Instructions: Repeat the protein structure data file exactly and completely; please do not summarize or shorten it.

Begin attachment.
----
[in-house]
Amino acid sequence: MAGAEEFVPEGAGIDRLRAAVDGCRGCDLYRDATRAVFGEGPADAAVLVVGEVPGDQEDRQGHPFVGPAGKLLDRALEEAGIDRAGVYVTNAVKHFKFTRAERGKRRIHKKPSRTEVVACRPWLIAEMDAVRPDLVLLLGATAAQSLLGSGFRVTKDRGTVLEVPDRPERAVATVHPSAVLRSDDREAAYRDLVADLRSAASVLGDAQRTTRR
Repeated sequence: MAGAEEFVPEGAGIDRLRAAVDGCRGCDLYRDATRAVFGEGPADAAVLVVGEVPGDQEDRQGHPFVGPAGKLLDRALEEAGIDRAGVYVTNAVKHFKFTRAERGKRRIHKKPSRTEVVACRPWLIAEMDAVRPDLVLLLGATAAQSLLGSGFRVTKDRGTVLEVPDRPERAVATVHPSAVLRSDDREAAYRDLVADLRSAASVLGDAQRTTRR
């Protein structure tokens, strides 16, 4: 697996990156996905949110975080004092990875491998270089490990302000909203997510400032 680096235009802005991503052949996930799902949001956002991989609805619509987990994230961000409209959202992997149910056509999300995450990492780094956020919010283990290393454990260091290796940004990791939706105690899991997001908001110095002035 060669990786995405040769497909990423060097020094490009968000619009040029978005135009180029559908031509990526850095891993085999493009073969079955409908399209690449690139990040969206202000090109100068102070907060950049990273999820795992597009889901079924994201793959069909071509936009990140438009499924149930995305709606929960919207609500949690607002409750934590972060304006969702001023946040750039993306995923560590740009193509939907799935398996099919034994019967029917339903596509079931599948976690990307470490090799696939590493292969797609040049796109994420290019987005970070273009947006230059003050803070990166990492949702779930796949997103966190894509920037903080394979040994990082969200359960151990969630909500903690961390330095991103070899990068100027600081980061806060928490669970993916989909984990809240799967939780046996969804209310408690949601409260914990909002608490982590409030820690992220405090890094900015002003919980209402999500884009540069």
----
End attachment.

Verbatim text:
[in-house]
Amino acid sequence: MAGAEEFVPEGAGIDRLRAAVDGCRGCDLYRDATRAVFGEGPADAAVLVVGEVPGDQEDRQGHPFVGPAGKLLDRALEEAGIDRAGVYVTNAVKHFKFTRAERGKRRIHKKPSRTEVVACRPWLIAEMDAVRPDLVLLLGATAAQSLLGSGFRVTKDRGTVLEVPDRPERAVATVHPSAVLRSDDREAAYRDLVADLRSAASVLGDAQRTTRR
Repeated sequence: MAGAEEFVPEGAGIDRLRAAVDGCRGCDLYRDATRAVFGEGPADAAVLVVGEVPGDQEDRQGHPFVGPAGKLLDRALEEAGIDRAGVYVTNAVKHFKFTRAERGKRRIHKKPSRTEVVACRPWLIAEMDAVRPDLVLLLGATAAQSLLGSGFRVTKDRGTVLEVPDRPERAVATVHPSAVLRSDDREAAYRDLVADLRSAASVLGDAQRTTRR
């Protein structure tokens, strides 16, 4: 697996990156996905949110975080004092990875491998270089490990302000909203997510400032 680096235009802005991503052949996930799902949001956002991989609805619509987990994230961000409209959202992997149910056509999300995450990492780094956020919010283990290393454990260091290796940004990791939706105690899991997001908001110095002035 060669990786995405040769497909990423060097020094490009968000619009040029978005135009180029559908031509990526850095891993085999493009073969079955409908399209690449690139990040969206202000090109100068102070907060950049990273999820795992597009889901079924994201793959069909071509936009990140438009499924149930995305709606929960919207609500949690607002409750934590972060304006969702001023946040750039993306995923560590740009193509939907799935398996099919034994019967029917339903596509079931599948976690990307470490090799696939590493292969797609040049796109994420290019987005970070273009947006230059003050803070990166990492949702779930796949997103966190894509920037903080394979040994990082969200359960151990969630909500903690961390330095991103070899990068100027600081980061806060928490669970993916989909984990809240799967939780046996969804209310408690949601409260914990909002608490982590409030820690992220405090890094900015002003919980209402999500884009540069």